narrator puts himself in mind and body “on the stage of European history” (86).
His pilgrimage is not an ordinary Grand Tour realized by aristocrats during
their youthful years; rather, it is a journey of the soul, a pilgrimage that
allows the Childe commentary upon the contemporary state of
This comparison permeates the poem in a way that definitely
accounts for the disdainful and melancholic mood of the Byronic hero. Unable to
forget, he wanders around with “that settled, ceaseless gloom / The fabled
Hebrew wanderer bore” (To Inez 5.853-854)
characteristic of the mythical Wandering Jew who is condemned in an endless
journey vainly waiting for salvation from his sins. The juxtaposition of the
ideal and timeless image of the past with the painful reality of the present is
more elaborately emphasized when Harold arrives in the capital of
Elizabeth, Duchess of
True, the image of the Byronic hero is indeed controversial, yet it is an immediate offspring of an age full of ambivalences in itself, and succeeds in alarming the readers into a potent reflection of the self, enabling them, as Mole says, “to project ideas and emotions connected with the author onto his characters” (20); this points to the readers’ crucial role in shaping back the literary text. In essence, while Byron questions contemporary efforts for national consolidation, he also offers opportunities for “fostering national consciousness” (Goldsmith 29) by constructing a kind of community of selected readers who would identify with an English personality, within the apparatus of “an age of personality” (Mole 12), that slaked their thirst for something new and intimate. It is especially the mysteriousness of the Byronic hero that offers a free space for the projection of the reader’s thoughts and feelings. In line with this idea, Ghislaine McDayter correctly points out that we must “dig out” from inside the Byronic hero, “imaginatively trailing him into his closet and midnight chamber” (12). An active reader is urgently required if one is to grasp the full implications of Byron’s poetry. The Byronic hero is further developed in Byron’s later Eastern Tales; it is to Byron’s famous Tale The Giaour, an indicative one as it were, that I shall now turn.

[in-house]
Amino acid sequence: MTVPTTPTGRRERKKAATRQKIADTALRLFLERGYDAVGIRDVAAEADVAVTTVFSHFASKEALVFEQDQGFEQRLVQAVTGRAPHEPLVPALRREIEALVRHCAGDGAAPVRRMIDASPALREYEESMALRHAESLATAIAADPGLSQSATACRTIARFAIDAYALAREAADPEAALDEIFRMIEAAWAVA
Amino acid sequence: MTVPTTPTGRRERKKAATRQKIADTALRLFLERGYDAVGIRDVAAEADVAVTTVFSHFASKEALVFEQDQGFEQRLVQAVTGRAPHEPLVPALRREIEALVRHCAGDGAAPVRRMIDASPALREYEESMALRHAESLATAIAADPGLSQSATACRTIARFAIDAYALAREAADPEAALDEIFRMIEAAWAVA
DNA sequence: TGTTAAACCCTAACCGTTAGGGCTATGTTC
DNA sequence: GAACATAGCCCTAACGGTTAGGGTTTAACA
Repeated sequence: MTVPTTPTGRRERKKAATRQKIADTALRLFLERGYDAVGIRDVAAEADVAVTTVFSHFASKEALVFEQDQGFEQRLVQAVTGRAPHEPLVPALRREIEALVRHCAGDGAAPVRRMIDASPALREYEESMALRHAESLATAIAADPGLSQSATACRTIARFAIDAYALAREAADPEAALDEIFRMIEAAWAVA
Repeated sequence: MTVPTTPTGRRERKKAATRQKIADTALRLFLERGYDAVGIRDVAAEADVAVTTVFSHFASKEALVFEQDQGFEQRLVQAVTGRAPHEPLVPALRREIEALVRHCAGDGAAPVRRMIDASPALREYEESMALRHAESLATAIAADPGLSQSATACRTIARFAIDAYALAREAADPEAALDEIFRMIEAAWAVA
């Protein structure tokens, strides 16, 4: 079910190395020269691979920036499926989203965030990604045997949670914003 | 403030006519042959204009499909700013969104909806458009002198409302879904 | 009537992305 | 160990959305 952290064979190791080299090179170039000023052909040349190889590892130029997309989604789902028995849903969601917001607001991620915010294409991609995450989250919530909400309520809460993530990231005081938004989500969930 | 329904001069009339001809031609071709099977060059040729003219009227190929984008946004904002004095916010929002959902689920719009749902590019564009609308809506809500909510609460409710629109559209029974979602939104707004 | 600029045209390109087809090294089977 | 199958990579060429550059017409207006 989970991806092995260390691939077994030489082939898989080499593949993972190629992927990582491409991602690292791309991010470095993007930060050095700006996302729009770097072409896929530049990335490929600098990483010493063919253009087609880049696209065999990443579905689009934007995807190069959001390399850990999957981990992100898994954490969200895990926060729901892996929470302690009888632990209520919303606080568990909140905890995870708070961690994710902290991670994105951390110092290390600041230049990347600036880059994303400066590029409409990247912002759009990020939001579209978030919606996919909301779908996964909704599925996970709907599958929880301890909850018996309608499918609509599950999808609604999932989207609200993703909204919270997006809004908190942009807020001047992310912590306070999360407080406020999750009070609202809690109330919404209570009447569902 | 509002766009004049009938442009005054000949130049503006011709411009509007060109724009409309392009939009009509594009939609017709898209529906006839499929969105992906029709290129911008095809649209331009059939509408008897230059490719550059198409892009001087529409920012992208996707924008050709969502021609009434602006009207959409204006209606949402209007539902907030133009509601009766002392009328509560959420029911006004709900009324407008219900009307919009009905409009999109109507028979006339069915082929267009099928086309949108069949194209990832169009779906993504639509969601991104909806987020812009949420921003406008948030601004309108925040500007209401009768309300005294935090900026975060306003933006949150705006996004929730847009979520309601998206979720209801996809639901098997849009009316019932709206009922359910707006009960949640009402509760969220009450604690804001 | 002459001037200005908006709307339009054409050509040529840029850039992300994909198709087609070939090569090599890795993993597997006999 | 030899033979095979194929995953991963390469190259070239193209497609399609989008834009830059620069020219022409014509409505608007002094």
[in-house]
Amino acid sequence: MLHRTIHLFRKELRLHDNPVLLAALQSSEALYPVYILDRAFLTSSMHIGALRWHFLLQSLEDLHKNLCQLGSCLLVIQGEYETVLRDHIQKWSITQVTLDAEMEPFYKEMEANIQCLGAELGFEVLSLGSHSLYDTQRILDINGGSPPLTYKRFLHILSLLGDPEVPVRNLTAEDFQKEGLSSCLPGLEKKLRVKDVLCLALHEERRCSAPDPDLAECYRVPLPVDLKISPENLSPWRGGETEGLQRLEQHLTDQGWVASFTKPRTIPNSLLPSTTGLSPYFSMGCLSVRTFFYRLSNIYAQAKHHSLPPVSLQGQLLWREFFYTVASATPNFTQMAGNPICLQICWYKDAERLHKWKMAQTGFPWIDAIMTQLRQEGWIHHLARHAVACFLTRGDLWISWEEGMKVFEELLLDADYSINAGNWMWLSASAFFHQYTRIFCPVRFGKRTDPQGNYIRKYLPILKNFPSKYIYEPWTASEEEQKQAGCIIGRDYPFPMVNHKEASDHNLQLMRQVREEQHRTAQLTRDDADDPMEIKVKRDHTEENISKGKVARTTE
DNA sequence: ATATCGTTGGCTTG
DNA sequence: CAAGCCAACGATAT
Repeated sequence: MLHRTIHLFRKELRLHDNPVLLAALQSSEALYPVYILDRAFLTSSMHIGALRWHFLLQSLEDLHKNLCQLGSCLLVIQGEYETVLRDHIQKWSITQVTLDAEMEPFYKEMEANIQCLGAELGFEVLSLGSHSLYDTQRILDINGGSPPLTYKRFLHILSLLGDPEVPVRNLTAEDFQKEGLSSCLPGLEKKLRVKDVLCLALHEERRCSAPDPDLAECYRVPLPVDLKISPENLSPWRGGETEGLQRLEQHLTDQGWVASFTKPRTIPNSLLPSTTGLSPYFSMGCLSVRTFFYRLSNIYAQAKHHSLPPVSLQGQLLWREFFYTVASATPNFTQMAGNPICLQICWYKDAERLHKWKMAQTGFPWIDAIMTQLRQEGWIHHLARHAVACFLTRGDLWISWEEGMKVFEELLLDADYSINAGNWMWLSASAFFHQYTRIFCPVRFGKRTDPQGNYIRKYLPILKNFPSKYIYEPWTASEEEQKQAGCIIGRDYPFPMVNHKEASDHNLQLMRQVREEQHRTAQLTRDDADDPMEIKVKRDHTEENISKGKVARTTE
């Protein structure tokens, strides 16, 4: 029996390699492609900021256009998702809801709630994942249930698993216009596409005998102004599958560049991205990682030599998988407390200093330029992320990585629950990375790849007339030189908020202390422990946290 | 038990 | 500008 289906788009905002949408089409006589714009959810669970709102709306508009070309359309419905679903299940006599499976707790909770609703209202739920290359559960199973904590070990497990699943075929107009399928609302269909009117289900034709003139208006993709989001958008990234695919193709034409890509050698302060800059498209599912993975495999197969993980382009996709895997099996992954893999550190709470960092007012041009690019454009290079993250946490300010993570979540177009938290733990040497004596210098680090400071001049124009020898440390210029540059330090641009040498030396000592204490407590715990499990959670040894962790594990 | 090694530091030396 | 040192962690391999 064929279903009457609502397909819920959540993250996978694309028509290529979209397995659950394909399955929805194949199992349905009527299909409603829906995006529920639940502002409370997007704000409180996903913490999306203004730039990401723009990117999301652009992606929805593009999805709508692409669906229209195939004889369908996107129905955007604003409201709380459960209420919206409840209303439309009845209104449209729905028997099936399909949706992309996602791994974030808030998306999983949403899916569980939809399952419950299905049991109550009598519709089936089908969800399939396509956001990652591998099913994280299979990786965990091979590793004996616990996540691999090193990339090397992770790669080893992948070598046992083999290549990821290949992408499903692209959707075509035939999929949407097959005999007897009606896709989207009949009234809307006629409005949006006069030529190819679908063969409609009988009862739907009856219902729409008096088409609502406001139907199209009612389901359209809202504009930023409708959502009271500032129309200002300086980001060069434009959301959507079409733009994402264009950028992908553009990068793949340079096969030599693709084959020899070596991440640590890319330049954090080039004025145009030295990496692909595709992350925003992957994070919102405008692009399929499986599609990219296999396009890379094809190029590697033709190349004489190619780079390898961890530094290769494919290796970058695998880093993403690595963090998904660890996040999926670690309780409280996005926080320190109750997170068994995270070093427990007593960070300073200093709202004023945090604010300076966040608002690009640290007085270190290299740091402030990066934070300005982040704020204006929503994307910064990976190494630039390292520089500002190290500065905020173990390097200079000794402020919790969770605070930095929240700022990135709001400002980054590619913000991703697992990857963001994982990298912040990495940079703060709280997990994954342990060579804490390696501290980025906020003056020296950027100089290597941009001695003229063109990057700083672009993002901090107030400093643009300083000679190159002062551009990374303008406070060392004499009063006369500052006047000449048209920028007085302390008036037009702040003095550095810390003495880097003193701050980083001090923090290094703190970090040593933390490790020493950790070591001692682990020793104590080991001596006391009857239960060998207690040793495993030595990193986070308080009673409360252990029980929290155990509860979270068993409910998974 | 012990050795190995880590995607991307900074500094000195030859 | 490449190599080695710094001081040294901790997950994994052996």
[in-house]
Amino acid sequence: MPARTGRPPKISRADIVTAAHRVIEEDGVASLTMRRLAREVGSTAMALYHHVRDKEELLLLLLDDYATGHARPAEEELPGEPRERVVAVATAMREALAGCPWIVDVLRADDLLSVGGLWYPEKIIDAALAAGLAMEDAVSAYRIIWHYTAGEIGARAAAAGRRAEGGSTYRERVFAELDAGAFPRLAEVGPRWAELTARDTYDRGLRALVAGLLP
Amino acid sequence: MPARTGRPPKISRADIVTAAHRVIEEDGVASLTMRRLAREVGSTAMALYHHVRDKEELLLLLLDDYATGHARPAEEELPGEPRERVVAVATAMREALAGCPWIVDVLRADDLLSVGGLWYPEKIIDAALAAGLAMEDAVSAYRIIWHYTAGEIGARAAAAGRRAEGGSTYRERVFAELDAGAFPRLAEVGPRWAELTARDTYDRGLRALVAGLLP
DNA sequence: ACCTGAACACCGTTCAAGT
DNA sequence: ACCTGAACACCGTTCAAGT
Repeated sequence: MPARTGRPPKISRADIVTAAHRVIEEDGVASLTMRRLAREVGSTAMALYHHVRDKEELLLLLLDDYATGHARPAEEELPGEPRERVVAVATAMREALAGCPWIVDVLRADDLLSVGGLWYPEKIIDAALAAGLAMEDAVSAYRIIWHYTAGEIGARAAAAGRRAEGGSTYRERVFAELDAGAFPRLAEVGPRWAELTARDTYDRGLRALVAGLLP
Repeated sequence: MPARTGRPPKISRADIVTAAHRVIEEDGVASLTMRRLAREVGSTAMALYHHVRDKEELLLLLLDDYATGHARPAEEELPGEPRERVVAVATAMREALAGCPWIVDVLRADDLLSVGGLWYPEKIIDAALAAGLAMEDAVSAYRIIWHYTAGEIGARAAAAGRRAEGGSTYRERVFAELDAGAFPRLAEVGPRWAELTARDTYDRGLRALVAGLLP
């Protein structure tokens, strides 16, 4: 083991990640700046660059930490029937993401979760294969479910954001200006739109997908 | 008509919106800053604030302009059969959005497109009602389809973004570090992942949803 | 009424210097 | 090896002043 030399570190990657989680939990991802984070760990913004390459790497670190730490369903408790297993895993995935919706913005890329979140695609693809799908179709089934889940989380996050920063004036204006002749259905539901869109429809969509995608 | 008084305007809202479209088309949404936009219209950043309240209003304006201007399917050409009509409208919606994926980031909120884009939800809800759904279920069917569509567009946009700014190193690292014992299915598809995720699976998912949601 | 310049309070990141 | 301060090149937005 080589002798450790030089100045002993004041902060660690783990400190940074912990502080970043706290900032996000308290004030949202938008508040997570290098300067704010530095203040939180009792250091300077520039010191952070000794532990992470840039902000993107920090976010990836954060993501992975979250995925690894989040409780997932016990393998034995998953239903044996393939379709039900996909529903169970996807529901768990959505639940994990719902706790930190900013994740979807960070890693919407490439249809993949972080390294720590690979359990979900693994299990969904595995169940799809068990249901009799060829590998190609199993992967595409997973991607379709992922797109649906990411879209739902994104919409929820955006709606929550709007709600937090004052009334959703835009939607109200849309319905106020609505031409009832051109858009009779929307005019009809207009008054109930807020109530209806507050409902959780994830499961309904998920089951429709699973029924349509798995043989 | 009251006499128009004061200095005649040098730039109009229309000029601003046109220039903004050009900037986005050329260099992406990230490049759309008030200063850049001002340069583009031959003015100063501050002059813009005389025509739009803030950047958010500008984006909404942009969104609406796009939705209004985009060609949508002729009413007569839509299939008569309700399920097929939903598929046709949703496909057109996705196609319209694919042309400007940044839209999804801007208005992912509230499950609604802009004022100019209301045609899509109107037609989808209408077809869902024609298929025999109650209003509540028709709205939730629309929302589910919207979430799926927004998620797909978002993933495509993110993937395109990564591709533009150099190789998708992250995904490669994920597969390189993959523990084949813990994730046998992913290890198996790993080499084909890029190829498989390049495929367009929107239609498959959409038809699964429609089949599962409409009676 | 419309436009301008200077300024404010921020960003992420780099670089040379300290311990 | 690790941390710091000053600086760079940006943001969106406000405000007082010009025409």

Although it is interesting to observe the way in which the hero of Byron’s 1813 fragmentary poem The Giaour exhibits the characteristic temperament of the Byronic hero, and even develops them further (being a darker and more active persona than the Childe), what I am chiefly interested in is how he internalizes tensions inherent in the notion of heroism. The Giaour is heroic in his intention to avenge Leila’s death by killing the man who halted their freedom to experience their love; he raves under the pain, and what torments him is a love long lost but impossible to be forgotten; “She died – I dare not tell thee how,” the Giaour confesses, “But look – ’tis written on my brow! / There read of Cain the curse and crime” (ll. 1056-1058). Instead of passively accepting his fate, he becomes an active agent of destruction, since, living in exile and isolation from his own country, he hurries to disrupt the established state; “the Giaour,” McGann remarks, “is a hero without a country – an enemy to every surrounding social order and, as a result, an enemy to himself” (19).
This fits well with the conditions of the age that gave birth
to this type of anti-hero, and it is useful to note his relationship to the
notion of freedom in the poem. The revolutionary element frames The Giaour from the very beginning, when
it opens with a meditation on the state of